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The Holocaust as an Interdisciplinary Tapestry
Thursday, March 23 @ 2:00 pm - 3:30 pm EDTFree
An 8 Part Series exploring the multifaceted discipline of Holocaust Studies through unique and previously unexplored lenses
Achieving Legal Accountability for WWII Nazi Crimes: Experiences of the Israel National Police and US Department of Justice
Classrooms Without Borders, in coordination with Tali Nates, Founder and Director of the Johannesburg Holocaust & Genocide Centre, Madene Shachar, Director, “Talking Memory” online lecture series & International Educational Programs the Ghetto Fighters’ House, Esther Toporek Finder, member of the GSI Coordinating Council, Generations of the Shoah International (GSI) and in partnership with Liberation75 is pleased to embark on this new innovative series “The Holocaust as an Interdisciplinary Tapestry”.
This 8 part series will engage with scholars and experts who grapple with themes related to Holocaust studies. The series will explore the multifaceted discipline of Holocaust Studies through different lenses. The series will include scholars whose research and publications shed new light in this field of study that continues to grow and develop. Our experts will challenge us to understand the causes, impacts, and legacies of the Holocaust.
Eli M. Rosenbaum will be talking about some of the experiences he has had prosecuting Nazis in the US. He would explore some of the challenges the US Department of Justice has had to deal, such as finding documents, witnesses, and more years and decades after the crimes were committed, in another country and continent.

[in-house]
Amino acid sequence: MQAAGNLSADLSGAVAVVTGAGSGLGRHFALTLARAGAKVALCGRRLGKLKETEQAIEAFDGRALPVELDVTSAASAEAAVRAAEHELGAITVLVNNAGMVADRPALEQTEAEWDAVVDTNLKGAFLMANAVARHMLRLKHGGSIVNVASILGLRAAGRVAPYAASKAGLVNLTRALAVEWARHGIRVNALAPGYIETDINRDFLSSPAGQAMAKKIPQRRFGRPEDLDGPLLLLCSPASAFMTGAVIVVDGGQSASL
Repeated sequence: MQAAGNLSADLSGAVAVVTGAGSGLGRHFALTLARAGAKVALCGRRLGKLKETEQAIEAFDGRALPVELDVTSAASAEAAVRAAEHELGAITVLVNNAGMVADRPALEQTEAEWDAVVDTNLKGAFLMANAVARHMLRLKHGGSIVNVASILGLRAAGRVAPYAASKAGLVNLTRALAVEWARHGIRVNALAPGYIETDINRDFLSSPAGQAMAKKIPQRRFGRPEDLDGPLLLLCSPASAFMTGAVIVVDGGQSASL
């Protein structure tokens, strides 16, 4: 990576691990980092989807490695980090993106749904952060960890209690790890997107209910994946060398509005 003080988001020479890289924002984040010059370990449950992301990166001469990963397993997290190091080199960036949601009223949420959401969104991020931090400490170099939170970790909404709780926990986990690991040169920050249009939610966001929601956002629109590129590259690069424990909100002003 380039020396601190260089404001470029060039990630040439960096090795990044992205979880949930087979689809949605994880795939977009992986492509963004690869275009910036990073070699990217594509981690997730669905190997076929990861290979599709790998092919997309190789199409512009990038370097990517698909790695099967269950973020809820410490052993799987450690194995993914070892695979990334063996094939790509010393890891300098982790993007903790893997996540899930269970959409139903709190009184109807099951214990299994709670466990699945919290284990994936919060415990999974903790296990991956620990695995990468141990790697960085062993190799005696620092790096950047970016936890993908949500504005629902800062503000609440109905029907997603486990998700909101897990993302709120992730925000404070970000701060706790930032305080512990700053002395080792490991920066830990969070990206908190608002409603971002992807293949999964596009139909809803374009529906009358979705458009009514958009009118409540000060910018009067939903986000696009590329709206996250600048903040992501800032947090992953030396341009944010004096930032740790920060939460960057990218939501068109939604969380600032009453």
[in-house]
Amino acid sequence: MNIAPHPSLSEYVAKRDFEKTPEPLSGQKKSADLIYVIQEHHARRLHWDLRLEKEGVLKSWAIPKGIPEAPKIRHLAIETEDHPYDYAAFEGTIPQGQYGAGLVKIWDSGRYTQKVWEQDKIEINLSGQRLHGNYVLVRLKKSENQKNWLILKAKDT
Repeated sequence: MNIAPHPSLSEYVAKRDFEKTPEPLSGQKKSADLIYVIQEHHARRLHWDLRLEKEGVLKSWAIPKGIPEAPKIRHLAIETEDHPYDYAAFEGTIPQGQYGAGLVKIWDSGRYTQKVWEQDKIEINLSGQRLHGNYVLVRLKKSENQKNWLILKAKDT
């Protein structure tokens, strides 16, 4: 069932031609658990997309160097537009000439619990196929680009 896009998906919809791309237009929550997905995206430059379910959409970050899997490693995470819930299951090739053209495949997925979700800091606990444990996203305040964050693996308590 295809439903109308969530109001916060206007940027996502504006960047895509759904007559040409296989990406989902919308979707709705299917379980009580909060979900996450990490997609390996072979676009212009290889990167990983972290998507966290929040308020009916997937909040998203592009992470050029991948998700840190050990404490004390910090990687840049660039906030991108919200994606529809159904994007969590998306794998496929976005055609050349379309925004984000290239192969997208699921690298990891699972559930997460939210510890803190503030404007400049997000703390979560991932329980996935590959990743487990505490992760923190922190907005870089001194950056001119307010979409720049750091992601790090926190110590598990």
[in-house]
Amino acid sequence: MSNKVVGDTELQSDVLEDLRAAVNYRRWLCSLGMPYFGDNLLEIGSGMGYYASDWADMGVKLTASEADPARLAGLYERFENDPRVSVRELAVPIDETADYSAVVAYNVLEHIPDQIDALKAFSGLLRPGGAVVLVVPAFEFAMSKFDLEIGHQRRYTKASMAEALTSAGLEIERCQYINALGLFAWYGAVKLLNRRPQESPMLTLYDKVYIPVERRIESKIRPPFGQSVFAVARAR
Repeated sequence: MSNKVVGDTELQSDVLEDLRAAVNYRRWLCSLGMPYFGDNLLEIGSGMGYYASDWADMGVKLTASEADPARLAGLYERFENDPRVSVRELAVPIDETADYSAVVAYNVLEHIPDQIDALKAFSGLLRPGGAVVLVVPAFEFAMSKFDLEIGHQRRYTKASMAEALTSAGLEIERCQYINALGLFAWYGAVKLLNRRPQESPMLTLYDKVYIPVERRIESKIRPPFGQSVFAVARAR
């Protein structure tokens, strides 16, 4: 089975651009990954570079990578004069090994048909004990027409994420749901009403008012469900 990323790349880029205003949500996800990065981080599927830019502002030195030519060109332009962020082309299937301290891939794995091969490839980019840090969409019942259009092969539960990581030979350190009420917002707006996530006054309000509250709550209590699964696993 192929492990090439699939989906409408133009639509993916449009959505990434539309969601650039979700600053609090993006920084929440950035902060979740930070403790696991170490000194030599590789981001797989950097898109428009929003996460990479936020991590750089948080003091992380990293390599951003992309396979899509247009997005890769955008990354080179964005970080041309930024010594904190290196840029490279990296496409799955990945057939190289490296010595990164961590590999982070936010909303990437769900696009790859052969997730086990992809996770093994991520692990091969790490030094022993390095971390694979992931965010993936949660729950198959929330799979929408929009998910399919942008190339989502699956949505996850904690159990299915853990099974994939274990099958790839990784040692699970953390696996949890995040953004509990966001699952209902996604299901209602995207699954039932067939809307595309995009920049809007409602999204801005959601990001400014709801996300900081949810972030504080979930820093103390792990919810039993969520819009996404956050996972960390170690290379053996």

Eli M. Rosenbaum
Photo credit: US Holocaust Memorial Museum
Eli M. Rosenbaum is the longest serving investigator and prosecutor of Nazi war criminals and other human rights violators in world history. He has served since 2010 as Director of Human Rights Enforcement Strategy and Policy in the U.S. Department of Justice Criminal Division’s Human Rights and Special Prosecutions Section (HRSP). In June 2022, he was appointed by Attorney General Merrick Garland to serve concurrently as Counselor for War Crimes Accountability, tasked with coordinating efforts across the Justice Department and with other federal agencies and authorities abroad to hold accountable persons responsible for war crimes and other atrocities committed in Ukraine in the wake of Russia’s unprovoked invasion. Those efforts are spearheaded by DOJ’s newly created War Crimes Accountability Team, which he heads and which draws on the extensive expertise of HRSP staff, supplemented by contributions of professionals in other Justice Department components. A veteran 37-year Justice Department prosecutor, Rosenbaum served initially as a trial attorney in the Criminal Division’s Office of Special Investigations (OSI), eventually serving as OSI’s Director from 1995 to 2010, when OSI was merged into the newly created HRSP. OSI was responsible for identifying, investigating, and taking legal action against perpetrators of World War II-era Nazi crimes of persecution, and its mission was later expanded to include persons complicit in human rights crimes committed in post-WWII conflicts. He is a graduate of the Wharton School of the University of Pennsylvania, where he earned undergraduate and MBA degrees, and Harvard Law School. He has received numerous awards for his work, including the Attorney General’s Distinguished Service Award and the “Heroes in Blue” award of the Anti-Defamation League.
Tamir’s focus will be on Israel Police Unit for the Investigation of Nazi Crimes – Holocaust Survivors’ Legal Retribution.